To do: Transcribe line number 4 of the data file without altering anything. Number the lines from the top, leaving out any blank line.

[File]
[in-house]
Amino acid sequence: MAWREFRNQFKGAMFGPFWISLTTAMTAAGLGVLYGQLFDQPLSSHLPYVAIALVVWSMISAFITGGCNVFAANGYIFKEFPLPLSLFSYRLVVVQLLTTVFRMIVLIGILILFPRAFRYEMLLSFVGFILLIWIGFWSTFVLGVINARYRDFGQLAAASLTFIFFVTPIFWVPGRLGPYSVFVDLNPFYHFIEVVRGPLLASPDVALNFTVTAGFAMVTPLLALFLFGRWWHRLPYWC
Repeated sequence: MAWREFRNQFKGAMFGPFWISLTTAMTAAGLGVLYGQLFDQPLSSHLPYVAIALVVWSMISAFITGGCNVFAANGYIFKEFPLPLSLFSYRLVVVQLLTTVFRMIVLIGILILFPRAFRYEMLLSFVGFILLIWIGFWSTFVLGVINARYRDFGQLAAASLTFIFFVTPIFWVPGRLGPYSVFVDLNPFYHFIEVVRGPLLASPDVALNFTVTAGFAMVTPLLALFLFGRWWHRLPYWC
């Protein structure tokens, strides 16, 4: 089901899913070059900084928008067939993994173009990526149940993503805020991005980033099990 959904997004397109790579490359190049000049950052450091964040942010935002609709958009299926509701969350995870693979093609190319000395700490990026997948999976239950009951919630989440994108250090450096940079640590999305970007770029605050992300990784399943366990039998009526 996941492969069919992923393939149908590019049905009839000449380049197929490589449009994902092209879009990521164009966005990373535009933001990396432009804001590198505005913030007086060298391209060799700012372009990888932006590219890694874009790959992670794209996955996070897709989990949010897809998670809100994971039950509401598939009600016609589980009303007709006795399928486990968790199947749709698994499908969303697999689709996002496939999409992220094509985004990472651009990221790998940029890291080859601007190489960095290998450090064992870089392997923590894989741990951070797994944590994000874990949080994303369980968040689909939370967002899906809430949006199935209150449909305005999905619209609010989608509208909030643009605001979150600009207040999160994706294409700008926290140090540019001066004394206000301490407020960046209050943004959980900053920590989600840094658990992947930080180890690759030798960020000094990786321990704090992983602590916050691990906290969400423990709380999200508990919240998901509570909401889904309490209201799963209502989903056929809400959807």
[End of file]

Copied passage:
């Protein structure tokens, strides 16, 4: 089901899913070059900084928008067939993994173009990526149940993503805020991005980033099990 959904997004397109790579490359190049000049950052450091964040942010935002609709958009299926509701969350995870693979093609190319000395700490990026997948999976239950009951919630989440994108250090450096940079640590999305970007770029605050992300990784399943366990039998009526 996941492969069919992923393939149908590019049905009839000449380049197929490589449009994902092209879009990521164009966005990373535009933001990396432009804001590198505005913030007086060298391209060799700012372009990888932006590219890694874009790959992670794209996955996070897709989990949010897809998670809100994971039950509401598939009600016609589980009303007709006795399928486990968790199947749709698994499908969303697999689709996002496939999409992220094509985004990472651009990221790998940029890291080859601007190489960095290998450090064992870089392997923590894989741990951070797994944590994000874990949080994303369980968040689909939370967002899906809430949006199935209150449909305005999905619209609010989608509208909030643009605001979150600009207040999160994706294409700008926290140090540019001066004394206000301490407020960046209050943004959980900053920590989600840094658990992947930080180890690759030798960020000094990786321990704090992983602590916050691990906290969400423990709380999200508990919240998901509570909401889904309490209201799963209502989903056929809400959807």